I knew Governor Hunt well during the early years of the National Board of Professional Teaching Standards. I enjoyed (and respected) his skill at heading (and herding) the motley group.
As one of its “founders,” I look back at that whole enterprise with nostalgia. It was driven by three hopes (pushed by AFT and NEA leaders Al Shanker and Mary Futrell): first, to elevate the professional respect and voice of America’s classroom teachers in determining classroom, school, and state policy (from schoolhouse to statehouse)—and thus also keeping more experienced teachers in the field; second, it hoped to demonstrate another way to make judgments about teachers and (I hoped) children (a combination of written and performance based work); and, finally, it offered the professional development community new ideas about the nature of teaching that could direct activities both in K-12 schools and in schools of education.
It was the product of a critical transitional period between the ‘70s and ‘90s, and while it “succeeded” in becoming a viable tool (my own daughter took it, passed it, and was impressed by its possibilities), it was rarely used for the first two purposes for which it was designed. I’m less knowledgeable about its impact on teacher education, but I saw little evidence that it stimulated better in-school professional discourse. Most of its failure lay in the fact that it was short-circuited by a new wave of standardized testing, and the narrowing of the definition of good teaching to standardized “bubble” tests. For the latter, little “innovation” was needed and teacher transience was perhaps a blessing.
It thus failed to create a new vision of what schools might look like, which was part of its original appeal. Teacher bashing and deprofessionalization overtook the NBPT’s vision.
Could we get back to it? Would Hunt want to?
Yes, Diane, the gurus of finance, the “Ponzi” artists of our time, seem to have a hold on our imagination even at this time of Hope. The New Yorker piece by John Lanchester (Nov 10th) is an insight into the “futuristic” part of that mindset; but even in its saner legalistic and rational forms it looks at schools as, at best, a managerial a-human puzzle. It’s almost a caricature of the mindset described by James Scott in “Seeing Like a State.” The messages from Obama’s camp are not clear enough for me to yet feel discouraged. George Packer’s piece in the Nov 17th New Yorker is worth reading with his stirring ending—"The great American improvisation called democracy still bends along the curve of history.” Possibly, but not if we don’t better utilize schools to this end.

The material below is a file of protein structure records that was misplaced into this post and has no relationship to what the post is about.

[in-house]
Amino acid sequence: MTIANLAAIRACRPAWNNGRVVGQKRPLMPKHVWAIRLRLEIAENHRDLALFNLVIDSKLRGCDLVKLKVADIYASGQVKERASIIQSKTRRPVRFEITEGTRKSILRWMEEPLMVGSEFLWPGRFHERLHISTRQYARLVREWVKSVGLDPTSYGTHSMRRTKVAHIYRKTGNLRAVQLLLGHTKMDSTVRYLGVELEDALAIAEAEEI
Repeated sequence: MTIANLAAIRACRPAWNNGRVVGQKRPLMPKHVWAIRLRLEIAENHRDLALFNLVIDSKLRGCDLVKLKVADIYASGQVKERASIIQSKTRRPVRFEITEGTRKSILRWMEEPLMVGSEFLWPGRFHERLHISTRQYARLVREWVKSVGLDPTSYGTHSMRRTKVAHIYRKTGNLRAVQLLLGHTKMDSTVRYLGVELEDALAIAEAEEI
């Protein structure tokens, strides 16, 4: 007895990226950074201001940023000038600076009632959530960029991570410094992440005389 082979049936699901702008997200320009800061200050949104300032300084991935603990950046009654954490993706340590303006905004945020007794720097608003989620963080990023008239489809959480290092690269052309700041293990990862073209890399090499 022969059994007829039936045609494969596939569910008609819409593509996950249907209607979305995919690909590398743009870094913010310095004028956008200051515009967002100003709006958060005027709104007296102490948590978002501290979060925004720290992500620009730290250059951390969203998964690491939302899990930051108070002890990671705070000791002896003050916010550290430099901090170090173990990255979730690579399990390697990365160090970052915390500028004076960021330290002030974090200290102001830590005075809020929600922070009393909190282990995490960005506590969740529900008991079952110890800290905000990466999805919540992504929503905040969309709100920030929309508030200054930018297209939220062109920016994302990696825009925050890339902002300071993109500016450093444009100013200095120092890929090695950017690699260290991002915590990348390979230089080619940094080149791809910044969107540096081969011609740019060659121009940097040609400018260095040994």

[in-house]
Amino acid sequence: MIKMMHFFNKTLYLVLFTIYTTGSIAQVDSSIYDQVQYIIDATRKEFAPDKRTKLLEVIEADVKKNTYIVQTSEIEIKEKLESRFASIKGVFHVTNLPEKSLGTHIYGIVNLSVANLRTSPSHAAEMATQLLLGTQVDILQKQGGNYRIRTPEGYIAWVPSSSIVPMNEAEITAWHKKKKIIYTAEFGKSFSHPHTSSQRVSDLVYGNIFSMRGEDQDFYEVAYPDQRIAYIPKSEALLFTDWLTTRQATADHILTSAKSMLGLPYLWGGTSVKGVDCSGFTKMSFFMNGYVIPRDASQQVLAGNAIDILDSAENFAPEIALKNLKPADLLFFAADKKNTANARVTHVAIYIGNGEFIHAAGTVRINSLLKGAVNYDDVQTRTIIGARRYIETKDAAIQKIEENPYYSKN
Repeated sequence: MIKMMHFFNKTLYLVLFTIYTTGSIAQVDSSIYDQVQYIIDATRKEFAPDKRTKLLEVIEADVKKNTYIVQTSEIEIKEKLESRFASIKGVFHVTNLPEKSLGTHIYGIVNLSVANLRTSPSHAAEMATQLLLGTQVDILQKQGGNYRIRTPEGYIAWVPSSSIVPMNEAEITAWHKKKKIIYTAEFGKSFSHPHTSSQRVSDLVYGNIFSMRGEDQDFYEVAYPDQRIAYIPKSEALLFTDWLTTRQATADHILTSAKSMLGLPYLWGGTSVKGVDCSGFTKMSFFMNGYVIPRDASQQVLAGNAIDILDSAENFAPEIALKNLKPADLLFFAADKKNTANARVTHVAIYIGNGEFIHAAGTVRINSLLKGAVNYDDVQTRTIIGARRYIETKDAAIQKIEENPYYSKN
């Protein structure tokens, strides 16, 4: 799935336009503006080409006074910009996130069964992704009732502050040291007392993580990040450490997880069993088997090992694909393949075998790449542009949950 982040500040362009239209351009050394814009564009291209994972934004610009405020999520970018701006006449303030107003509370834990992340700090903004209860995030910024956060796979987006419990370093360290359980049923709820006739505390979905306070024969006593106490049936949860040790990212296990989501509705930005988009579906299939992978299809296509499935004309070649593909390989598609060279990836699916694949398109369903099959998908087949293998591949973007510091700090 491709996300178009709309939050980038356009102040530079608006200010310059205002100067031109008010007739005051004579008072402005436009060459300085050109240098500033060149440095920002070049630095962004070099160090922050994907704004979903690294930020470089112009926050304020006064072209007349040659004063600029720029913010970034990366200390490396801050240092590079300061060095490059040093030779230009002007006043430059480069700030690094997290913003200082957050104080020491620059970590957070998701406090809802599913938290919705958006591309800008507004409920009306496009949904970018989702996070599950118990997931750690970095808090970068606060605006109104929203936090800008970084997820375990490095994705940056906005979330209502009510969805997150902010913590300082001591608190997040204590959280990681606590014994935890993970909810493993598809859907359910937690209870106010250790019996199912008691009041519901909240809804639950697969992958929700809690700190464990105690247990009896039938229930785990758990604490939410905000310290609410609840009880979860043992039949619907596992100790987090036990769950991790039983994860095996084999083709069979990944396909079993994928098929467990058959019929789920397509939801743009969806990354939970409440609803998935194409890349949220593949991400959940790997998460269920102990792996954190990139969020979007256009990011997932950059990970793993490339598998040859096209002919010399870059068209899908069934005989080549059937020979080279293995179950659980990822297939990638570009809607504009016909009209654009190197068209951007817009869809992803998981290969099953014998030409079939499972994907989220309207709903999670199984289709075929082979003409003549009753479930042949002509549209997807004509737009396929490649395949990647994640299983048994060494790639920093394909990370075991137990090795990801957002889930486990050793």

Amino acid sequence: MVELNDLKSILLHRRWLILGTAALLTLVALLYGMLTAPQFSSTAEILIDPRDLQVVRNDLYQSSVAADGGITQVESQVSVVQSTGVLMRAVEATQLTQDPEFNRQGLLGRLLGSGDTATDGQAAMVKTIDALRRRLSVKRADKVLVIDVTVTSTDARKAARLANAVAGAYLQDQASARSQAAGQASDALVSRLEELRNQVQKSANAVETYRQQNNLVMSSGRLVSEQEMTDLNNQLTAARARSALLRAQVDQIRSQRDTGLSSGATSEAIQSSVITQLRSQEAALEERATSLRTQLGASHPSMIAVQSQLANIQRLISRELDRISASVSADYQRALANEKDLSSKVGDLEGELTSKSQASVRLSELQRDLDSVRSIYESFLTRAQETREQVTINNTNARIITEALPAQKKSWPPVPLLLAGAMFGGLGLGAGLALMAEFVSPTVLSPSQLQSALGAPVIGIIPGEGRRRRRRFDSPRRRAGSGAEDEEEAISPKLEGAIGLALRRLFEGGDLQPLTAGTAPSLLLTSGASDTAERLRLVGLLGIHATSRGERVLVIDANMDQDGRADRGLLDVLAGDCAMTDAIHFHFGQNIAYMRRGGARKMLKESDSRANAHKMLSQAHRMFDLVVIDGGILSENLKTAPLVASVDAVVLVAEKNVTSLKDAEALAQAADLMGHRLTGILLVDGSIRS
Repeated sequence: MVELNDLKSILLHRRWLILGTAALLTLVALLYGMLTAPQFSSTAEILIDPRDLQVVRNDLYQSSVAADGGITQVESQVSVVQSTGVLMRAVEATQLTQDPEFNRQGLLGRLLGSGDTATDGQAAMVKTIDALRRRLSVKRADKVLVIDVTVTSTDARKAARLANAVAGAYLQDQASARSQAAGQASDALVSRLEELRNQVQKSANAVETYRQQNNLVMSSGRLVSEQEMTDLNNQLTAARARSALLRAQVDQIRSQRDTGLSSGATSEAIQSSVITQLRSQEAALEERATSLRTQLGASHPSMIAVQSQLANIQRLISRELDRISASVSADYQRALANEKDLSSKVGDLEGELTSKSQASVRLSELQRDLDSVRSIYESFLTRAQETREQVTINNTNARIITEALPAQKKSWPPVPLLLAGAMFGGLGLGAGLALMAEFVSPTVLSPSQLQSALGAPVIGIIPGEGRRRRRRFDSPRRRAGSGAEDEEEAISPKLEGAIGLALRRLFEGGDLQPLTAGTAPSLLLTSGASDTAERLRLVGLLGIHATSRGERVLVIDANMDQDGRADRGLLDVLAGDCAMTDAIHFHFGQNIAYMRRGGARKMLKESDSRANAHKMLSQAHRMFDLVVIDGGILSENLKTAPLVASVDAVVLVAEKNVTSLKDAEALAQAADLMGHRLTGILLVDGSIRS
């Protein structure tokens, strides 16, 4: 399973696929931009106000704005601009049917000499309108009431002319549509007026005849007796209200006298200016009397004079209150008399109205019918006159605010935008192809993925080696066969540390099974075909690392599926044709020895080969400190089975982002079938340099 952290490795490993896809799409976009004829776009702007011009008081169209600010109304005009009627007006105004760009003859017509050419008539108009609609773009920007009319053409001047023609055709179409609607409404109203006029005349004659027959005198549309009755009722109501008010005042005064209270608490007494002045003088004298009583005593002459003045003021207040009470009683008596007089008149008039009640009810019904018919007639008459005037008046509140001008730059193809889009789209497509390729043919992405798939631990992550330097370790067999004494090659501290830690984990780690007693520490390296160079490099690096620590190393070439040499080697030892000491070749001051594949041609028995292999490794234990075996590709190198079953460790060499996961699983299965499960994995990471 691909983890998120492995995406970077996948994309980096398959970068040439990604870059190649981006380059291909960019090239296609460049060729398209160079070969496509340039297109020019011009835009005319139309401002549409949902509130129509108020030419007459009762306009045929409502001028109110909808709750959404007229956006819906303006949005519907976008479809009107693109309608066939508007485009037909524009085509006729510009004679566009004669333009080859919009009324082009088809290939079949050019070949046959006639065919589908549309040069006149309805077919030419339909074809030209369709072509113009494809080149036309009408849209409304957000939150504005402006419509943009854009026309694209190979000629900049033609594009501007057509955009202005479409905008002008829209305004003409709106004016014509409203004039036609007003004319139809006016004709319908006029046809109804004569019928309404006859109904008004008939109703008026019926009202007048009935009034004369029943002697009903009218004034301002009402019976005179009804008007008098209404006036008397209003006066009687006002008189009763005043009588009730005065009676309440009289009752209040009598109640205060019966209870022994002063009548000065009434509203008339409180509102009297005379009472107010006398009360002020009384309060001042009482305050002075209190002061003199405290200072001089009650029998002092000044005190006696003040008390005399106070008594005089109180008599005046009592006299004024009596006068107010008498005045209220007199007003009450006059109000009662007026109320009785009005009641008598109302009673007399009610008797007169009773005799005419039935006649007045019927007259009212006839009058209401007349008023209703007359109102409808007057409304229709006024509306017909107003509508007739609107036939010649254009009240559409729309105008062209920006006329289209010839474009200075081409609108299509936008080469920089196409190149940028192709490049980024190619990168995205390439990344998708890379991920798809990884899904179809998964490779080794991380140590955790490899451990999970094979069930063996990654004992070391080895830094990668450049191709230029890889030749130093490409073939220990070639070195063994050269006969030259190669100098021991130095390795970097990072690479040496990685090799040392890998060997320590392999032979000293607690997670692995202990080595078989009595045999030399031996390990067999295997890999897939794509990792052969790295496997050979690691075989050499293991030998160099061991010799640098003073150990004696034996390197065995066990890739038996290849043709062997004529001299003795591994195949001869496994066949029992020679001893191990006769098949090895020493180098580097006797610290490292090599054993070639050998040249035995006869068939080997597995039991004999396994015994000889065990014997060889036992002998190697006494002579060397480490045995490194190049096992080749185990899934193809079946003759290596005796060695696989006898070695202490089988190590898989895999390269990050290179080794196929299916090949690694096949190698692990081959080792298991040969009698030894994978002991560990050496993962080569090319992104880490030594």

Part of the mystery is in noting the difference between a good campaign (as run by Obama) and the building of a more democratic culture. The former indeed can be data-driven in its narrowest sense, corrected only by people’s passions to hop on board. Campaigns are indeed the quintessence of a measurable product and are messed up by too many voices from below, back-seat drivers.
Becoming well-educated is more complex and cannot be driven by the same single-mindedness that a campaign can. It must, for one, last far longer than a campaign—a lifetime. But above all, since education for democracy requires a sea change in the culture of schooling, it requires the involvement of parents, lay citizens, teachers and, critically, students. There is no scientific proof that we can call on to measure the health of democratic culture. There are, once again, indicators—symptoms. But we all know that a totalitarian regime can fake the indicators (percentage voting, for example).
NYC’s latest reporting of high school “grades” are indicative of how this can work. Virtually all high schools got an A or B this time around. (Note: Data is not collected on those schools that have only been in existence for 1-3 years, the newer small schools). I have seen no evidence that convinces me that there isn’t a whole silent drop-out rate that goes “undetected”—especially as we hold kids over for more and more years before they get to high school. But even the external data we have (e.g. NAEP data) makes mincemeat of this one-year “miracle.”
Speaking of holdovers! Imagine, after years of arguing that holding kids over is a healthy step forward in grades 3-8, both NYC’s Joel Klein and Secretary of Ed Margaret Spelling define success in high school by only counting four-year graduates. Virtually all the experts I respect suggest that this step will lead to more push-outs, less outreach, and other creative forms of collecting data.
Are you working on your definition of how national standards would work—with or without Gates? Is your purpose to inform, educate, monitor, direct, or enforce?
The opinions expressed in Bridging Differences are strictly those of the author(s) and do not reflect the opinions or endorsement of Editorial Projects in Education, or any of its publications.